Actually, I haven't fought in one of the big international tournaments, I chickened out of Fight Camp on the grounds that the nylons were new and had a reputation for breaking little fingers. I guess I should shut up regarding tournaments for now then. Fail.

6. If you get hit a lot, then it is not due to flaws of your opponent, the rules or anyone else, so shut the f*ck up and go train 
Yep. Some people disagree with certain rulesets that clash with their training. But that's life.

7. If you have opinions about how we fight in our videos, but would never post videos yourself, then shut the f*ck up
I've posted videos, but haven't made them that widely available, I guess. So a partial shut up here.



8. If you think that having an opinion is all that it takes, then shut the f*ck up
Having a reasonable, well backed up opinion is a lot of what it takes. I guess this is a YouTube comment one though.

9. If your website looks quasi medieval and you think shoes are an important factor in HEMA, then shut the f*ck up 
Eh, the HEMA community has moved past the shoes debate - most people wear shoes with thin flat soles now, not para-boots or combats. But I think it's a fairly justified dig at the mindset that uses 'unchivalrous' as a real insult in the real world. We aren't knights, and some people need to stop getting LARPing and HEMA confused in their heads.

10. If you can't fight but think you are doing some sort of art, then shut the f*ck up
Eh. I'm not sure if I can fight, but I am *trying* to do a systematic approach to suceeding in combat in a particular context. Does that count?

11. If you don't spar, then shut the f*ck up 
I spar. I guess this is a dig at a few people who believe that sparring isn't what the Olde Knighte LARP is about. But you need to know why you're sparring, otherwise it's just dicking about with sticks I guess.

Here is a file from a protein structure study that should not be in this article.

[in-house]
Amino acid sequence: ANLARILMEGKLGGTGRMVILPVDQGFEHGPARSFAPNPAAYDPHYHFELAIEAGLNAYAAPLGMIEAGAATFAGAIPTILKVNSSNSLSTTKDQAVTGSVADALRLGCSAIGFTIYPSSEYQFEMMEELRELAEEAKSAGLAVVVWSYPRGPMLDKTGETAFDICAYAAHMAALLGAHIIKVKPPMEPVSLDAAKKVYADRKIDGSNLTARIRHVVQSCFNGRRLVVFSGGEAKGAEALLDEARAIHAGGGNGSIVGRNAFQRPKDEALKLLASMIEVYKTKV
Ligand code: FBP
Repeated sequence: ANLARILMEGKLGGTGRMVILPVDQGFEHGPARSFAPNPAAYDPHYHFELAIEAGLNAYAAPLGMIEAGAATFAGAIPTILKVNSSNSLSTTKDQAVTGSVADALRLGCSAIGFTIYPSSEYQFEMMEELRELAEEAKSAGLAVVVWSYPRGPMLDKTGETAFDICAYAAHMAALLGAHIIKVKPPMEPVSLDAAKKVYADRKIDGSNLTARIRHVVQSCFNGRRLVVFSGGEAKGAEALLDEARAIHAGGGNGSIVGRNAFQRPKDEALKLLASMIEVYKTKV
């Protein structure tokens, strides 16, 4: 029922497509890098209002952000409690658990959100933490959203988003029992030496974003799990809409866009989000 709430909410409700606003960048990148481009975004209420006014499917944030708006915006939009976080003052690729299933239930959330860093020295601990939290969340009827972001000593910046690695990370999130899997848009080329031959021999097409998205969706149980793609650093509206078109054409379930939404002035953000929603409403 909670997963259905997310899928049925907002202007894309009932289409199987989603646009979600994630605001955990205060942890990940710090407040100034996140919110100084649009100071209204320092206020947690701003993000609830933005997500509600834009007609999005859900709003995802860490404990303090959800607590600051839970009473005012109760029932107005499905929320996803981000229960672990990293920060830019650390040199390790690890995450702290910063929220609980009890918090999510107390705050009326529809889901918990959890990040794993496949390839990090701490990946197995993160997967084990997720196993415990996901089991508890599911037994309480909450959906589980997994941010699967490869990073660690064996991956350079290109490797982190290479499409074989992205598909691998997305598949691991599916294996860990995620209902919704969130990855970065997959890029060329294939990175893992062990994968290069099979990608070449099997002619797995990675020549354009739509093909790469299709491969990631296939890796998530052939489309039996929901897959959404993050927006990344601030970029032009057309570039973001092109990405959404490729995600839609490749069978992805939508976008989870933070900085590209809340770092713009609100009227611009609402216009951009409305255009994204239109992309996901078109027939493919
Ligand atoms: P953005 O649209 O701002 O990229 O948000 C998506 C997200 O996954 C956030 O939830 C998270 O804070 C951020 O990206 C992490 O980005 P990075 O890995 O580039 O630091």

'Shut the f*ck up' face.
12. If you only spar with people in your own group, then shut the f*ck up
Guilty as charged, aside from meet-ups like Swords and Cyder and Fightcamp. Distance is a pain. So a partial shut up here.

13. If you think that we only fight with nylons, just because you only fight with steel, then shut the f*ck up. Actually if our equipment is what bugs you, you should shut the f*ck up.
Fair enough. Within the HEMA community there are plenty who feel that steel is the best simulator (like Pete). Fair play to them. I think that for us at the moment nylons are the better simulator. Perhaps if I win the lottery steel will be a better option.

14. If you think that control is the only thing you need in a fight and therefore never tried fighting with full intent, then shut the f*ck up
Some people spar with wooden wasters and no helmets. Some people are idiots. Hopefully we're not those people.

15. If you think that a tournament should be a simulation of a judicial duel, you are deluded and should shut the f*ck up
*shrug* I don't. I guess specific to the debates at the time.

16. If you think you train as hard as us, but generally don't have any trouble walking to the showers, then shut the f*ck up you are not training hard enough to have an opinion. 
Guilty as charged. I can see where he is coming from though, most HEMA-ists don't train nearly as intensely as other martial artists. Fail.

17. If you think that mixing modern teaching methods, equipment, language etc with HEMA is wrong, you are an idiot in thinking you are doing things with any more validity and should shut the f*ck up 
True. Otherwise let's go to a field and throw stones about as strength training.

18. If you feel there is a moral code from medieval times that we should all adhere to, actually, if you think some bullshit notion of chivalry has anything to do with HEMA, just shut the f*ck up 
A few people getting LARP and HEMA confused again.

19. If you think we are spamming ze interwebs with videos, don't f*cking subscribe to our videos and shut the f*ck up 
Fair enough.

20. If you believe in Vorthr you should shut the f*ck up. 
A pretty personal dig, but hey, it's true. Ad hominem, and the bloke in question does some pretty decent translations, but whatever.

21. If you are actually a good fighter or want to train seriously, willing to share your experiences then you are ok with me. And by all means feel free to disagree with all things we do and say.
Hopefully this is where we succeed. And to me it's far more important then all of the above.


How do we do? I think that it highlights some of our weaknesses as a group, especially when compared to the GHFS - we're fairly insular, although we have been trying to build links with other clubs like the LSDC and SG. We also haven't really gone in for the hard-core tournament scene, and there's a relationship between that and the lack of intensity in our training.
That said, I'm happy with the IDC not training to win competitions. It would be nice if our training did include more pro-active drilling and getting ready for intense sparring though, but you have to work with the tools to hand.